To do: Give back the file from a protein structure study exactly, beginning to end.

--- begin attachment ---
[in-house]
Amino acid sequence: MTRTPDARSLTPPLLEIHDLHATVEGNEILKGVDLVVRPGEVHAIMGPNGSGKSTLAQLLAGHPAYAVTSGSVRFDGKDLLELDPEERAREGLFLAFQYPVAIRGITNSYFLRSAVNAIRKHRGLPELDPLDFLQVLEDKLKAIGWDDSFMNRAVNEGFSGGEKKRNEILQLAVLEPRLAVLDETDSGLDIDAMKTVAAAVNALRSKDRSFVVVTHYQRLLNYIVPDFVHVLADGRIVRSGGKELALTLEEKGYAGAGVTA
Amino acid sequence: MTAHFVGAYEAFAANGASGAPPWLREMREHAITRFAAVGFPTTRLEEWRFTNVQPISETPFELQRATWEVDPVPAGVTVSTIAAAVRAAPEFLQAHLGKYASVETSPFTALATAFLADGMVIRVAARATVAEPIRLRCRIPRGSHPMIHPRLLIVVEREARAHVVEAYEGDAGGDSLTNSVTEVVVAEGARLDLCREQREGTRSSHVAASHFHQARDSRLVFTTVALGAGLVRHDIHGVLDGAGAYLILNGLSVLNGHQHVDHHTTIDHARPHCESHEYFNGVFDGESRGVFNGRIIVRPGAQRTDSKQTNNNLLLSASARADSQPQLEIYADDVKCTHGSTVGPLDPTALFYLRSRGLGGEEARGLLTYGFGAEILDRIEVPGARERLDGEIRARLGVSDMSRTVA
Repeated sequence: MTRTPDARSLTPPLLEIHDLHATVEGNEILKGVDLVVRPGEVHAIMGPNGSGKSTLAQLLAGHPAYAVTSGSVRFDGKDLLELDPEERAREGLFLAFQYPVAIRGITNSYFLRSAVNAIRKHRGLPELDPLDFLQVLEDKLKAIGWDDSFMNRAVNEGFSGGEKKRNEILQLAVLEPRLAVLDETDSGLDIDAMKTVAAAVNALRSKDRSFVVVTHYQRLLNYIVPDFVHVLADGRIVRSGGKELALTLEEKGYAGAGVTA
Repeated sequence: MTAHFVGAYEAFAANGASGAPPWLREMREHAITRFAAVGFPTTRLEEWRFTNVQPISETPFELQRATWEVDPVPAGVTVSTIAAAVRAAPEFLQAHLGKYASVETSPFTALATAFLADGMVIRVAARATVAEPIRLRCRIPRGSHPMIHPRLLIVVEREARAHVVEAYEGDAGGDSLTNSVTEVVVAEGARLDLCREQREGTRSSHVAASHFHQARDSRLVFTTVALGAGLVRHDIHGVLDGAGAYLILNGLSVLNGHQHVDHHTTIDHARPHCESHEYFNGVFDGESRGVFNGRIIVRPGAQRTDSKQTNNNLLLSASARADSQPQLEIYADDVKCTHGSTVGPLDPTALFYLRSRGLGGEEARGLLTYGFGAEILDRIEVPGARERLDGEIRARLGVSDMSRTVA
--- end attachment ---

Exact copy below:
[in-house]
Amino acid sequence: MTRTPDARSLTPPLLEIHDLHATVEGNEILKGVDLVVRPGEVHAIMGPNGSGKSTLAQLLAGHPAYAVTSGSVRFDGKDLLELDPEERAREGLFLAFQYPVAIRGITNSYFLRSAVNAIRKHRGLPELDPLDFLQVLEDKLKAIGWDDSFMNRAVNEGFSGGEKKRNEILQLAVLEPRLAVLDETDSGLDIDAMKTVAAAVNALRSKDRSFVVVTHYQRLLNYIVPDFVHVLADGRIVRSGGKELALTLEEKGYAGAGVTA
Amino acid sequence: MTAHFVGAYEAFAANGASGAPPWLREMREHAITRFAAVGFPTTRLEEWRFTNVQPISETPFELQRATWEVDPVPAGVTVSTIAAAVRAAPEFLQAHLGKYASVETSPFTALATAFLADGMVIRVAARATVAEPIRLRCRIPRGSHPMIHPRLLIVVEREARAHVVEAYEGDAGGDSLTNSVTEVVVAEGARLDLCREQREGTRSSHVAASHFHQARDSRLVFTTVALGAGLVRHDIHGVLDGAGAYLILNGLSVLNGHQHVDHHTTIDHARPHCESHEYFNGVFDGESRGVFNGRIIVRPGAQRTDSKQTNNNLLLSASARADSQPQLEIYADDVKCTHGSTVGPLDPTALFYLRSRGLGGEEARGLLTYGFGAEILDRIEVPGARERLDGEIRARLGVSDMSRTVA
Repeated sequence: MTRTPDARSLTPPLLEIHDLHATVEGNEILKGVDLVVRPGEVHAIMGPNGSGKSTLAQLLAGHPAYAVTSGSVRFDGKDLLELDPEERAREGLFLAFQYPVAIRGITNSYFLRSAVNAIRKHRGLPELDPLDFLQVLEDKLKAIGWDDSFMNRAVNEGFSGGEKKRNEILQLAVLEPRLAVLDETDSGLDIDAMKTVAAAVNALRSKDRSFVVVTHYQRLLNYIVPDFVHVLADGRIVRSGGKELALTLEEKGYAGAGVTA
Repeated sequence: MTAHFVGAYEAFAANGASGAPPWLREMREHAITRFAAVGFPTTRLEEWRFTNVQPISETPFELQRATWEVDPVPAGVTVSTIAAAVRAAPEFLQAHLGKYASVETSPFTALATAFLADGMVIRVAARATVAEPIRLRCRIPRGSHPMIHPRLLIVVEREARAHVVEAYEGDAGGDSLTNSVTEVVVAEGARLDLCREQREGTRSSHVAASHFHQARDSRLVFTTVALGAGLVRHDIHGVLDGAGAYLILNGLSVLNGHQHVDHHTTIDHARPHCESHEYFNGVFDGESRGVFNGRIIVRPGAQRTDSKQTNNNLLLSASARADSQPQLEIYADDVKCTHGSTVGPLDPTALFYLRSRGLGGEEARGLLTYGFGAEILDRIEVPGARERLDGEIRARLGVSDMSRTVA